Tip #13 – Workshopping the Fill

In a previous tip post, we talked about the idea of the call & response. Say, for example, you have a harmonic progression with set-in-stone musical themes that will act as a “call,” but are missing the “responses” in between:

Four ingredients to a tasteful execution of a response are: 1) space, 2) pitch, 3) rhythm, and 4) judgment.

For space, decide if the response need to occur immediately after the termination of the call, or if there can be measures of rest in between.

Aim to land on chord tones on strong beats, but don’t be afraid to add passing and chromatic pitches!

A good flow of rhythm would be to start as an anticipation on a weak part of the measure entering a stronger beat. Ending on a strong beat, too, can sound good – but that is up to the composer.

And finally, have good taste/use of economy as to what is needed and best complements he figures.

Here is a rough draft of adding “fills” to these previous blank measures:

In this case, space is tight – which means constant flow. Also, the response has its own unique shape while staying within the chordal tones. These are some nice qualities. However, there are breaks of silence between that can be abrupt. So, by incorporating an anticipating figure, and modifying the rhythm to look similar to the call, the response is workshopped into something completely better than before:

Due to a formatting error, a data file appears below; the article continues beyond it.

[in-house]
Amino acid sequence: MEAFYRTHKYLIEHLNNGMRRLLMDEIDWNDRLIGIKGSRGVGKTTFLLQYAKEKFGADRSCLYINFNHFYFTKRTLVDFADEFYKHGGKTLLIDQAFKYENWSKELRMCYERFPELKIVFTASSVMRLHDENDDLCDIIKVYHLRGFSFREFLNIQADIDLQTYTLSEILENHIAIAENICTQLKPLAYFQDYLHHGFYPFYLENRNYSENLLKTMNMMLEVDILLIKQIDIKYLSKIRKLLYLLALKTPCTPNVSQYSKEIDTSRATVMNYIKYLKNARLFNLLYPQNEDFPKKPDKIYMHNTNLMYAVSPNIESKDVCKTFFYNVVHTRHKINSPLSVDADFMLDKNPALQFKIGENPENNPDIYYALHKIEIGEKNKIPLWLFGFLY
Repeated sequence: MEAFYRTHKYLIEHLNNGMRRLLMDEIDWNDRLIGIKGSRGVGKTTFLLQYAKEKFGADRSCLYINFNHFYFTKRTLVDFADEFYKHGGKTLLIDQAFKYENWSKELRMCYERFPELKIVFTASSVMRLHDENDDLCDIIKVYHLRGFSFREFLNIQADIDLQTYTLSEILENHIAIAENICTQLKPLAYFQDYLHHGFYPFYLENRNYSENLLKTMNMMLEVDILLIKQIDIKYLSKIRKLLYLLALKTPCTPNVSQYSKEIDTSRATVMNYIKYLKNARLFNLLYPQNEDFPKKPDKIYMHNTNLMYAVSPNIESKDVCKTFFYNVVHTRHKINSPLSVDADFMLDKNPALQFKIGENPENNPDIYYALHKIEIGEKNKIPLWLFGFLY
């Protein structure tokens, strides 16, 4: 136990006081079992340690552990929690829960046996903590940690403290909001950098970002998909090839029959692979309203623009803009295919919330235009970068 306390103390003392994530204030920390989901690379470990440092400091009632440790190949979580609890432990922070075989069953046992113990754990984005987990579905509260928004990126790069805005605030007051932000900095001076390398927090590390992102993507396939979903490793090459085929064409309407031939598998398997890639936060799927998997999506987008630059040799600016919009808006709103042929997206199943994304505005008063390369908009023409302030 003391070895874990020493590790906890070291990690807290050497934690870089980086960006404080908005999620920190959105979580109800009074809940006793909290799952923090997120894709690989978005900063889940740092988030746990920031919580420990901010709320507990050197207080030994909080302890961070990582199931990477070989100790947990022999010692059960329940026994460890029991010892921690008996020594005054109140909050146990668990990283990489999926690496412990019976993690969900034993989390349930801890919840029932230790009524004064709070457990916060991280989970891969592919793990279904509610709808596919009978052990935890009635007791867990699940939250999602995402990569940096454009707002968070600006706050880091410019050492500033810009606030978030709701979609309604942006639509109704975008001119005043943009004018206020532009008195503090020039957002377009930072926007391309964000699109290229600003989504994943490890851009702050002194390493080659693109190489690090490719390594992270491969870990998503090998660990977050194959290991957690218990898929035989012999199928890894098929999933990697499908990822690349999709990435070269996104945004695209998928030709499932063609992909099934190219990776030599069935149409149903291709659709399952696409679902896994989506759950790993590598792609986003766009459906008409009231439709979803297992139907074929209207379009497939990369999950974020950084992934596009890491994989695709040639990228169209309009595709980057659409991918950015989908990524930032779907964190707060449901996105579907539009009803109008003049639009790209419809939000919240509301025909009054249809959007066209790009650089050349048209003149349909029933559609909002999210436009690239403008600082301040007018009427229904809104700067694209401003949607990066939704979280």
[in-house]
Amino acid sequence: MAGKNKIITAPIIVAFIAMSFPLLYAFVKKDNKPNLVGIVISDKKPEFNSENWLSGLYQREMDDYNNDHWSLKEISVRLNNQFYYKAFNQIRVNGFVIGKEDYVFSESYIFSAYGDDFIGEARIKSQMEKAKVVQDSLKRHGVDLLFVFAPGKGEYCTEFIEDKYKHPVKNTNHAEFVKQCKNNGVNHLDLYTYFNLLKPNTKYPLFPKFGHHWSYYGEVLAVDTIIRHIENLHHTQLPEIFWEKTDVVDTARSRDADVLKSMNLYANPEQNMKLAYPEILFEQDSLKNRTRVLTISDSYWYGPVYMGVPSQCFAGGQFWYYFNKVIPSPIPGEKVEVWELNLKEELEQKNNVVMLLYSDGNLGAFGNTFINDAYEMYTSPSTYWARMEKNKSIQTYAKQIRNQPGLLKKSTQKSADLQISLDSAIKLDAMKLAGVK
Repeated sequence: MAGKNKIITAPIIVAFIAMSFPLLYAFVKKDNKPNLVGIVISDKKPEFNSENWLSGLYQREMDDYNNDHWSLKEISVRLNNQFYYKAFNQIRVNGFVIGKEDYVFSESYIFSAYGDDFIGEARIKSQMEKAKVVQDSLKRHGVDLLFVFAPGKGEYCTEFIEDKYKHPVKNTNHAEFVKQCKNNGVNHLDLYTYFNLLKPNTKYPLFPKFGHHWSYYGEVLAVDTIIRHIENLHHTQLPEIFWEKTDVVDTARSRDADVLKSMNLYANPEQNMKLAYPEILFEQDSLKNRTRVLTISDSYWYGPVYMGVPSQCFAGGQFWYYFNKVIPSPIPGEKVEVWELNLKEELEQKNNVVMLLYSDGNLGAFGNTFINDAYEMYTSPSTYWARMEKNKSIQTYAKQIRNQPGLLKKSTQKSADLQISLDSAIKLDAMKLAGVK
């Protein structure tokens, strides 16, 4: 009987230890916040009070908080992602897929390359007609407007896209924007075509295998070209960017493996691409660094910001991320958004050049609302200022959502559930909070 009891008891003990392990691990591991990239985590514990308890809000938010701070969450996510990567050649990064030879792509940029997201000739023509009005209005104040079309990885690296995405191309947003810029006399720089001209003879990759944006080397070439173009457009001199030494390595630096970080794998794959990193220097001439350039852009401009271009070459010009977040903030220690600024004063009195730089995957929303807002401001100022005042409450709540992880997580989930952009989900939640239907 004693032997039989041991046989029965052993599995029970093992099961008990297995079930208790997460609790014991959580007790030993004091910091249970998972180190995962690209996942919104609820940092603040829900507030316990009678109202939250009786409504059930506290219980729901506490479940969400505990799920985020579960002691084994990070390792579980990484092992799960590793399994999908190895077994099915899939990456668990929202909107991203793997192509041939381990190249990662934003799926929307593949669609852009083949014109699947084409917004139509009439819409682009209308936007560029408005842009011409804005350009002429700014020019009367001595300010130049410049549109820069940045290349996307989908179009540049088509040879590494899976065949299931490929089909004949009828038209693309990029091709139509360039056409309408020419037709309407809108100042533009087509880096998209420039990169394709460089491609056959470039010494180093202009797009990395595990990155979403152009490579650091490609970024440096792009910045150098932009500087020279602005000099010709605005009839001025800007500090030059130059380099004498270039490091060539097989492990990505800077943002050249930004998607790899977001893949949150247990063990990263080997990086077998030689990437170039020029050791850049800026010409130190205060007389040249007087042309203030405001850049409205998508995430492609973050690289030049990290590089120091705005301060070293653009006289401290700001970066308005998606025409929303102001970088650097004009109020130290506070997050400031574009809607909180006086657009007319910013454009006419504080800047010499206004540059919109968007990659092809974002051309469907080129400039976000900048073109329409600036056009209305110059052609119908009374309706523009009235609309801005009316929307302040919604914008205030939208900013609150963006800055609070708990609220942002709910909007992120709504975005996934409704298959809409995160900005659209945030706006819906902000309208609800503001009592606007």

Thank you so much for taking the time to read! Feel free to comment, share, and subscribe for more daily tips below! Till next time.

Author: Bryan M. Waring

Bryan Waring is a graduate of USM's School of Music with a B.M. in Performance – Composition and is now attending Belmont University for a M.M. in Commercial Media – Composition & Arranging. During his time at USM, he studied violin with Dino Liva and composition with Dr. Daniel Sonenberg, as well as has premiered several pieces during the semiannual Composer's Ensemble concert series. In 2017, Bryan was a writer for the original musical theater work of "Molded By The Flow," directed by Paul Dresher and Rinde Eckert. Outside of school, Bryan has been involved with writing music for videogame developers at Portland's CI2 Lab, collaborating with the King Tide Party, and studying with Larry Groupé (Straw Dogs) in San Diego. Now living in Nashville. Along with composing, Bryan teaches music to children, receiving the Master Teacher Award for his work at ESF Camps; and does audio engineering for live ensembles. Besides talents in music, Bryan is a team-player in any competitive work environment; equipped with skills in leadership, organization, mathematics, creativity, communication, and managing. On the side, Bryan has worked as a model for several skilled artists in the New England area. Among his other accomplishments include obtaining the rank of Eagle Scout in April 2013 with a project of building a side parking area with guide rails for Webb Mountain Park in Monroe, CT.

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